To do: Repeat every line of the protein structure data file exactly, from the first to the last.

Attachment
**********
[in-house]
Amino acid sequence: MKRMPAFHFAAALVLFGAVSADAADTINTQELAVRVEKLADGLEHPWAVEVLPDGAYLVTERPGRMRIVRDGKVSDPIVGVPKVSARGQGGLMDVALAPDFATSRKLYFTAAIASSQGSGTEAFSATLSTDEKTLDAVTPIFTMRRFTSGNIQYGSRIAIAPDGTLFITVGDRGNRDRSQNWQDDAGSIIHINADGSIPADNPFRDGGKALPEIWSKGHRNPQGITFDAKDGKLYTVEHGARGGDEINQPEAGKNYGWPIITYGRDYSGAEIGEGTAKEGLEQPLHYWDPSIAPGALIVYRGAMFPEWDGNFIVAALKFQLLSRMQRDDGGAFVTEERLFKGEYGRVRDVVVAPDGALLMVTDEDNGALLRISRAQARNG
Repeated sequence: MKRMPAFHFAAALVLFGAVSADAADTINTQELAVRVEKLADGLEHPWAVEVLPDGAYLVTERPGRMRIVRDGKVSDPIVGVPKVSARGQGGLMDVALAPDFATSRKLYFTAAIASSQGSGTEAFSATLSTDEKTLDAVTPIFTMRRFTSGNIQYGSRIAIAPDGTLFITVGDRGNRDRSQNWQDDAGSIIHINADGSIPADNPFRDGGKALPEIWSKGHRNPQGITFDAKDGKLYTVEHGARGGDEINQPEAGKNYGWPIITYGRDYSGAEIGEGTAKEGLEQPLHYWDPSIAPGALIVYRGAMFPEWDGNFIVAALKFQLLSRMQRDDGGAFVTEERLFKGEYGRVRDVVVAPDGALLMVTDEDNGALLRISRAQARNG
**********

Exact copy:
[in-house]
Amino acid sequence: MKRMPAFHFAAALVLFGAVSADAADTINTQELAVRVEKLADGLEHPWAVEVLPDGAYLVTERPGRMRIVRDGKVSDPIVGVPKVSARGQGGLMDVALAPDFATSRKLYFTAAIASSQGSGTEAFSATLSTDEKTLDAVTPIFTMRRFTSGNIQYGSRIAIAPDGTLFITVGDRGNRDRSQNWQDDAGSIIHINADGSIPADNPFRDGGKALPEIWSKGHRNPQGITFDAKDGKLYTVEHGARGGDEINQPEAGKNYGWPIITYGRDYSGAEIGEGTAKEGLEQPLHYWDPSIAPGALIVYRGAMFPEWDGNFIVAALKFQLLSRMQRDDGGAFVTEERLFKGEYGRVRDVVVAPDGALLMVTDEDNGALLRISRAQARNG
Repeated sequence: MKRMPAFHFAAALVLFGAVSADAADTINTQELAVRVEKLADGLEHPWAVEVLPDGAYLVTERPGRMRIVRDGKVSDPIVGVPKVSARGQGGLMDVALAPDFATSRKLYFTAAIASSQGSGTEAFSATLSTDEKTLDAVTPIFTMRRFTSGNIQYGSRIAIAPDGTLFITVGDRGNRDRSQNWQDDAGSIIHINADGSIPADNPFRDGGKALPEIWSKGHRNPQGITFDAKDGKLYTVEHGARGGDEINQPEAGKNYGWPIITYGRDYSGAEIGEGTAKEGLEQPLHYWDPSIAPGALIVYRGAMFPEWDGNFIVAALKFQLLSRMQRDDGGAFVTEERLFKGEYGRVRDVVVAPDGALLMVTDEDNGALLRISRAQARNG